Presentation on theme: "Thermal Behavior of Materials"— Presentation transcript:
1Thermal Behavior of Materials ME 2105Dr. R. Lindeke
2Some DefinitionsHeat Capacity: the amount of heat (energy) required to raise a fundamental quantity of a material 1 K˚The quantity is usually set at 1 gm-atom (elements) or 1 gm-mole (compounds)Given by the formula: C = q/(mT) in units of J/gm-atom* K˚ or J/gm-mole* K˚Specific Heat: a measure of the amount of heat energy to raise a specific mass of a material 1 K˚
3Heat Capacity Heat capacity is reported in 1 of two ways: Cv – the heat capacity when a constant volume of material is consideredCp – the heat capacity when a constant pressure is maintained while higher than Cv these values are nearly equal for most materialsCp is most common in engineering applications (heat stored or needed at 1 atm of pressure)At temperature above the Debye Temperature Cv 3R Cp
5DefinitionsThermal Expansion is the “growth” of materials due to increasing vibration leading to larger inter-atomic distances and increasing vacancy counts for materials as temperature increases
6Thermal Expansion Linear thermal expansion is given by this model: As an Example:A gold ring (diameter = 12.5 mm) is worn by a person, they are asked to wash the dishes at their apartment – water temperature is 50˚C – how big is the ring while it is submerged?
9Note, k is a function of temperature (like was) Definition:Thermal Conductivity: the transfer of heat energy through a material (analogous to diffusion of mass)Modeled by:Note, k is a function of temperature (like was)
10Modeling Fourier’s Law of Thermal Conduction (heat flow thru a bounded area)
11Thermal Conductivity Involves two primary (atomic level) mechanisms: Atomic vibrations – in ceramics and polymers this dominatesConduction by free electrons – in metals this dominatesFocusing on Metals:thermal conductivity decreases as temperature increases since atomic vibrations disrupt the primary free electron conduction mechanismAdding alloying “impurities” also disrupts free electron conduction so alloys are less conductive than pure metals
12Thermal Conductivity Focusing on Ceramics and Polymers: Atomic/lattice vibrations are “wave-like” in nature and impeded by structural disorderThermal conductivity will, thus, drop with increasing temperatureIn some ceramics, which are “transparent” to IR radiation, TC will eventually rise at elevated temperatures since radiant heat transfer will begin to dominate “mechanical” conductionPorosity level has a dramatic effect on TC (pores are filled with low TC gases which limits overall TC for a structure (think fiberglass insulation and ‘strya-foam’ cups)
15Thermal conductivity of several ceramics over a range of temperatures. (From W. D. Kingery, H. K. Bowen, and D. R. Uhlmann, Introduction to Ceramics, 2nd ed., John Wiley & Sons, Inc., New York, 1976.)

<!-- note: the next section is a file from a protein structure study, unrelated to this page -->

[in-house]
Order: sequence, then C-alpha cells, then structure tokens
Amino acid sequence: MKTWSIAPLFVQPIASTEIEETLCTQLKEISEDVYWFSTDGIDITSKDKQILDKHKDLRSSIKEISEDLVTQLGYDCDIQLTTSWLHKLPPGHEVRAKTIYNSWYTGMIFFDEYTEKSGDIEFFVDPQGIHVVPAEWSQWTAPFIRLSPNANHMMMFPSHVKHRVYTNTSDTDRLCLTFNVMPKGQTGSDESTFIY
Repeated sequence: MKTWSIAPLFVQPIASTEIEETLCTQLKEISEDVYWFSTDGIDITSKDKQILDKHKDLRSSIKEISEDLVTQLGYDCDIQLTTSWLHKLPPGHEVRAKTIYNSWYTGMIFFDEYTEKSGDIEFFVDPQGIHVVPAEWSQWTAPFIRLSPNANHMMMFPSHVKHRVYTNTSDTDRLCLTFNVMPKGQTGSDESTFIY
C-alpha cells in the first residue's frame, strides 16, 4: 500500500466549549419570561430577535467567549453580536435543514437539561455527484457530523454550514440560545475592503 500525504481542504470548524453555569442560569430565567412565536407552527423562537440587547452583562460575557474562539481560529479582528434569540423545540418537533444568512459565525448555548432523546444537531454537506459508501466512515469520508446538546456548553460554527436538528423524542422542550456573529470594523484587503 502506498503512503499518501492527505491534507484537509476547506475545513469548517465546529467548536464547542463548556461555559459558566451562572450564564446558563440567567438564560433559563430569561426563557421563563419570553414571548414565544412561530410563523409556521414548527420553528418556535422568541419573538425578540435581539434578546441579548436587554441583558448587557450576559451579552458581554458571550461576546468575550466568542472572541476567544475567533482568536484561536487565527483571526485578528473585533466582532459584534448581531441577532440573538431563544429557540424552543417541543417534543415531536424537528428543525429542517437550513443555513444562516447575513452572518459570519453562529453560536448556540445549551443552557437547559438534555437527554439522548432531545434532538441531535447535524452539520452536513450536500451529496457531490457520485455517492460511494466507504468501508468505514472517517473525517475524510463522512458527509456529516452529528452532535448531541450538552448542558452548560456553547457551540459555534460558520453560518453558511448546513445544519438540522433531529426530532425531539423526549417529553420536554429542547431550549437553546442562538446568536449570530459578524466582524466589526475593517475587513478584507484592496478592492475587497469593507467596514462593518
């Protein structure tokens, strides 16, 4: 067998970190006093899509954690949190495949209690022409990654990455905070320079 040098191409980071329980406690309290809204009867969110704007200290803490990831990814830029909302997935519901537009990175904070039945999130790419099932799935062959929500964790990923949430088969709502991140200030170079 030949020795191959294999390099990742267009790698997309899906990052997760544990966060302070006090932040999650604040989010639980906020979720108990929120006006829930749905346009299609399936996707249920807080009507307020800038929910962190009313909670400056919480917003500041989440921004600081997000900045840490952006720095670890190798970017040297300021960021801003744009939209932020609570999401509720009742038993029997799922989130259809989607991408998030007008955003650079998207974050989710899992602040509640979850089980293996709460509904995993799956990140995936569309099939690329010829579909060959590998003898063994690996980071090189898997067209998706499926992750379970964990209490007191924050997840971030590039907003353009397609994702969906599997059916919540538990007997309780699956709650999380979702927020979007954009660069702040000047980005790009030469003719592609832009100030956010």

16Definition:Thermal Shock: it is simply defined as the fracture of a material (often a brittle ceramic) as the result of a (sudden) temperature change and is dependent on the interplay of the two material behaviors: thermal expansion and thermal conductivityThermal Shock can be explained in one of two ways:Failure stress can be built up by constrained thermal expansionRapid temperature changes lead to internal temperature gradients and internal residual stresses based in finite thermal conductivity reasoning
17By Constrained Thermal Expansion: Thermal shock resulting from constraint of uniform thermal expansion. This process is equivalent to: a. free expansion followed by; b. mechanical compression back to the original length.
18Let’s Consider an Example: A 400 mm long ‘rod’ of Stabilized ZrO2 ( = 4.7x10-6 mm/mm˚C) is subject to a thermal cycle in a ‘ceramic’ engine – it’s the crank shaft! – from RT (25˚C) to 800˚C. Determine the induced stress and determine if it is likely to fail?E for Stabilized ZrO2 is 150 GPaMOR for Stabilized ZrO2 is 83 MPa
19Since the Inducted Compressive Stress exceeds the MOR one might expect the ‘rod’ to fail or rupture – unless it is allowed to expand into a designed in ‘pocket’ built into the engine block to accept the shaft’s expansion
20By Thermal Conductivity (induced)Temperature Gradients: Thermal shock resulting from temperature gradients created by a finite thermal conductivity. Rapid cooling produces surface tensile stresses and Griffith Crack Generation.
21(From W. D. Kingery, H. K. Bowen, and D. R (From W. D. Kingery, H. K. Bowen, and D. R. Uhlmann, Introduction to Ceramics, 2nd ed., John Wiley & Sons, Inc., New York, 1976.)Thermal quenches that produce failure by thermal shock are illustrated. The temperature drop necessary to produce fracture (T0 − T) is plotted against a heat-transfer parameter (rmh). More important than the values of rmh are the regions corresponding to given types of quench (e.g., water quench corresponds to an rmh around 0.2 to 0.3).
22Thermal Shock Resistance • Occurs due to: uneven heating/cooling.• Ex: Assume top thin layer is rapidly cooled from T1 to T2:srapid quenchresists contractiontries to contract during coolingT2T1Tension develops at surfaceTemperature difference thatcan be produced by cooling:Critical temperature differencefor fracture (set s = sf)set equal• Result:• Large thermal shock resistance when is large.
23Thermal Shock Resistance Parameter Where:f is fracture strength of a materiall is coeff. Of linear thermal expansionk is thermal conductivity of materialE is modulus of elasticity